– Max Kepler hadn’t homered since the last time the Twins were here, a drought of 25 games and 97 at-bats, so you can just imagine what a relief it was for him to slug a Corey Kluber fastball over the center field wall in the third inning Wednesday, can’t you?

You imagined wrong.

“I’ll be relieved when we get a win,” Kepler grumbled after the Twins staggered to their 13th consecutive loss, 8-4 to the Indians at Progressive Field. “[It doesn’t matter] when one guy hits a homer. I just want a win.”

There’s a lot of that going around an increasingly acrid Twins clubhouse, where the suffering now increases exponentially with each lurch toward a poisonous franchise record. The Twins, who closed August with a dismal 9-19 record that incredibly is still better than April (7-17) or May (8-19), could equal the 14 consecutive games of misery endured by their 1982 counterparts Thursday night at Target Field, where they open a 10-game homestand that feels more like an extended memorial service.

“It’s been a long week. We need to find a way to win a game, just to lighten the load. It’s getting heavy,” Twins manager Paul Molitor said. “Guys are getting on the edge a little bit, you can feel it. It’s building.”

Players eat in silence after games, hold whispered conversations, look like they haven’t slept. The music system that used to boom techno tunes for dance parties isn’t powered up, since anything it played would sound like a dirge. It’s now been two solid weeks without a victory, and misery is everywhere.

“It’s tough. This is the first time I’ve ever experienced it,” Kepler said, gesturing around the mausoleum-like clubhouse. “It’s not easy, mentally or physically. On any of us — the pitching staff, the hitters, the coaches.”

Even the offensive hero. Brian Dozier connected on a 95-mile-per-hour fastball in the eighth inning, blasting it into the left-center bleachers and notching himself even higher in Twins’ home run history. It was his 13th home run of the month, a milestone that hadn’t been achieved by a Twin in 52 seasons, since Harmon Killebrew’s 14-homer July of 1964. And it was his 32nd of the season, making him only the 11th Twin ever to belt that many.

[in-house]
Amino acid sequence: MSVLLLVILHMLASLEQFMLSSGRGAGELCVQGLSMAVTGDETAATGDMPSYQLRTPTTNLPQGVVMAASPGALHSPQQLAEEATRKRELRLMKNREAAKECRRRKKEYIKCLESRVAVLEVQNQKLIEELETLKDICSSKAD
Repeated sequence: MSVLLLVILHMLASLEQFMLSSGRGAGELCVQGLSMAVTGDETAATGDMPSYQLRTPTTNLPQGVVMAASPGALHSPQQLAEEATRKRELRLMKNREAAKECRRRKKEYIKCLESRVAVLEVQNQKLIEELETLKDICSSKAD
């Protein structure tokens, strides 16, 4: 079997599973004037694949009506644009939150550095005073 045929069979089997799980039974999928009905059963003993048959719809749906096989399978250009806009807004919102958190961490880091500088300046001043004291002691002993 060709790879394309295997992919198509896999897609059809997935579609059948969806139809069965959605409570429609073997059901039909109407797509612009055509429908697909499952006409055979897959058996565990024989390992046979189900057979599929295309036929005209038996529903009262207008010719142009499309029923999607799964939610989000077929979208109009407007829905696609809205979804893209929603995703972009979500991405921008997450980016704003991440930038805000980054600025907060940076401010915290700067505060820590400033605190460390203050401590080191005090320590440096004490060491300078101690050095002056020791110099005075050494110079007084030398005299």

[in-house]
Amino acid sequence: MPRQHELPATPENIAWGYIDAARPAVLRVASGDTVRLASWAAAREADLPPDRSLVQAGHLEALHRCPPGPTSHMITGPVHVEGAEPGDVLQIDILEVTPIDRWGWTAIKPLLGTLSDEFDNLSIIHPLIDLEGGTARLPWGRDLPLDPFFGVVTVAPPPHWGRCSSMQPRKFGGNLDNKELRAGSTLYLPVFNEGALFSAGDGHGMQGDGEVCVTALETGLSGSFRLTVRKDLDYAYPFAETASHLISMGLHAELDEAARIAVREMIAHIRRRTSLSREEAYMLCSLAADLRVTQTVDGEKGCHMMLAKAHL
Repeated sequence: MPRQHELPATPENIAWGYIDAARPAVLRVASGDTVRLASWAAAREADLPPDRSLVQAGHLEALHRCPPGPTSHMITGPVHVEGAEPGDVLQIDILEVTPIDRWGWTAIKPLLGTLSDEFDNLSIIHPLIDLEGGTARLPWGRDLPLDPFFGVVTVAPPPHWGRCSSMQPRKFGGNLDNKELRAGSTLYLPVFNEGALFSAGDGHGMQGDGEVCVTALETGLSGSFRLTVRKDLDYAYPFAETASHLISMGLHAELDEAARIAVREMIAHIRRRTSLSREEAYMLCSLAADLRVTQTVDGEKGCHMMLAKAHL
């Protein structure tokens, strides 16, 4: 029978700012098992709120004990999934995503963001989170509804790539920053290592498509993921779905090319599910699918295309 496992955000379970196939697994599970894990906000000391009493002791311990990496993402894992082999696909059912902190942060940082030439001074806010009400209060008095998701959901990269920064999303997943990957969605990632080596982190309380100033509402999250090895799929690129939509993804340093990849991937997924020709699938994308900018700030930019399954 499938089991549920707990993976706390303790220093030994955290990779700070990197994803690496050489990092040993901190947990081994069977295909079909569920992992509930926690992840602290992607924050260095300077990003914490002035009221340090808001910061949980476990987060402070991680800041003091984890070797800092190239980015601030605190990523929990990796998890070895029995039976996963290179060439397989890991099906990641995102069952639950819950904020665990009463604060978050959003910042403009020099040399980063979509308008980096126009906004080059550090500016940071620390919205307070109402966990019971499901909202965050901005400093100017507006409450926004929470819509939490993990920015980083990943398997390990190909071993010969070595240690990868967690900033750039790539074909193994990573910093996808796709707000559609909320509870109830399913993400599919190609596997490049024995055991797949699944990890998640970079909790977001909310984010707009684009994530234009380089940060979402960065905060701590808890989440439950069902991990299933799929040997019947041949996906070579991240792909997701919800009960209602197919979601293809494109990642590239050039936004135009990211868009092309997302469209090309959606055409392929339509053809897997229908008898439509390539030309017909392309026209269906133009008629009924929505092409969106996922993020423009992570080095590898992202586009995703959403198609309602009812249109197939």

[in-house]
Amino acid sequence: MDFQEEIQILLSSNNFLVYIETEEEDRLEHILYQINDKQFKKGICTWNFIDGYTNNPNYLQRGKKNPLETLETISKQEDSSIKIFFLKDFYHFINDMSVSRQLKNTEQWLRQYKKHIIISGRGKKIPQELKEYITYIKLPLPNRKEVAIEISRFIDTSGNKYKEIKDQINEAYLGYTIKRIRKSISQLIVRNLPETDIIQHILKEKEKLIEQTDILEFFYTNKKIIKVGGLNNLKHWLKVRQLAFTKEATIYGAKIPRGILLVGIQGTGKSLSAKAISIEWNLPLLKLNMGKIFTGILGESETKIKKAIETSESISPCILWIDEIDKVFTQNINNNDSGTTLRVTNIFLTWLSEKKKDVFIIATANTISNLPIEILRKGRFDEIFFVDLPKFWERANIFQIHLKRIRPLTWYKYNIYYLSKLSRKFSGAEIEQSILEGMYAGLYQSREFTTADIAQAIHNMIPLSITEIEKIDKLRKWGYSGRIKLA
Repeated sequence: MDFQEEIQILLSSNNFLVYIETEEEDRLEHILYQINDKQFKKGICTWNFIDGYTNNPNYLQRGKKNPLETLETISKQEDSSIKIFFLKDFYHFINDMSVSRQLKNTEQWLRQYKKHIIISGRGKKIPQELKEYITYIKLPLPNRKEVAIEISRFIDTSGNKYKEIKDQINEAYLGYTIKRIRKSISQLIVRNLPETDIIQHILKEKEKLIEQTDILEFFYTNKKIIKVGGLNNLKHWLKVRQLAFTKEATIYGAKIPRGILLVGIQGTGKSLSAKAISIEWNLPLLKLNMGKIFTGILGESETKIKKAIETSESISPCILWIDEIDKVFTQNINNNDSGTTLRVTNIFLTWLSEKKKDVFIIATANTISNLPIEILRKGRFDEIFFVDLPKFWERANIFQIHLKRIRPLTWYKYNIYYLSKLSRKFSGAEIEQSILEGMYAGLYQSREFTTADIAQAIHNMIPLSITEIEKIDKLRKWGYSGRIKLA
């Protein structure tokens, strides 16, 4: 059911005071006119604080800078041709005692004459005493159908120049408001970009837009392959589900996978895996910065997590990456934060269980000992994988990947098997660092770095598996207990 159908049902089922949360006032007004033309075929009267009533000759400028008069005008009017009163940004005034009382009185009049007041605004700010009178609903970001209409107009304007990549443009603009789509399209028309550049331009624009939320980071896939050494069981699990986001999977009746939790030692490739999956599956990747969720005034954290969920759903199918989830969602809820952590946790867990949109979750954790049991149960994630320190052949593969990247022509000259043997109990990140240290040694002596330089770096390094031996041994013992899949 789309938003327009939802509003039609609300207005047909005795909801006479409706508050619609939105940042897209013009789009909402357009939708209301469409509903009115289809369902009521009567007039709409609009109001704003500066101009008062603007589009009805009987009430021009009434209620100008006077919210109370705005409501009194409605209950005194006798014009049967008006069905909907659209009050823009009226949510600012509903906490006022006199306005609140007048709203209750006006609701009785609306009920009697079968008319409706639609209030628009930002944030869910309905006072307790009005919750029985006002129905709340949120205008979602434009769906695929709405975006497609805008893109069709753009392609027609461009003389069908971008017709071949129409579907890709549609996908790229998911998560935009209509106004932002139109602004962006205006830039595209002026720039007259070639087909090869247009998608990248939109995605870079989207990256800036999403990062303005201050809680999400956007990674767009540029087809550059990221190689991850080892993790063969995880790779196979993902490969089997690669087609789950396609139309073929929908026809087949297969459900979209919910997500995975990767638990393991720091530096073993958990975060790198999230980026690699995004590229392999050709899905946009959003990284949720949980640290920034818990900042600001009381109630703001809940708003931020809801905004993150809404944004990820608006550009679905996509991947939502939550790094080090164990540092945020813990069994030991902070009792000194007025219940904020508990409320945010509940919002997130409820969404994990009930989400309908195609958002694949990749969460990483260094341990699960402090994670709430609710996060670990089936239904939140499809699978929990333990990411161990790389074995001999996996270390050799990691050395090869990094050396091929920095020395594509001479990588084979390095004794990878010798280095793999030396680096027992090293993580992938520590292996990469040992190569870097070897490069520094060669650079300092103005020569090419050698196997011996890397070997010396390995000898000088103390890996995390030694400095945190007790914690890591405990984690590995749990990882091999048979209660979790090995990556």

And to Dozier, it meant … not much at all.

“Same as last night,” Dozier said. “It’s just another loss.”

Pat Dean tried to perform a miracle by outpitching Corey Kluber, the former Cy Young Award winner who has not absorbed a loss since July 3. Dean was game for a while, pitching out of a three-hit jam in the second inning and arriving in the fifth trailing only 2-1. But a leadoff home run by catcher Roberto Perez triggered a bout of wildness, and Dean was removed after three consecutive hitters reached base against him, two via walk.

With the bullpen overworked, Molitor summoned rookie J.T. Chargois, and Cleveland greeted him with an RBI single by Carlos Santana and a two-run double by Jose Ramirez. Chargois gave up a sacrifice fly and issued two walks before the inning, and essentially the Twins’ chances finally ended.

“Just extra bases and extra opportunities. Next thing you know, you’ve got a good game that turns lopsided,” Molitor said, his team’s 0-6 road trip mercifully over. “We played better here [than in Toronto]. We were a little cleaner. Some of the guys, offensively, showed signs of life. But it’s still difficult.”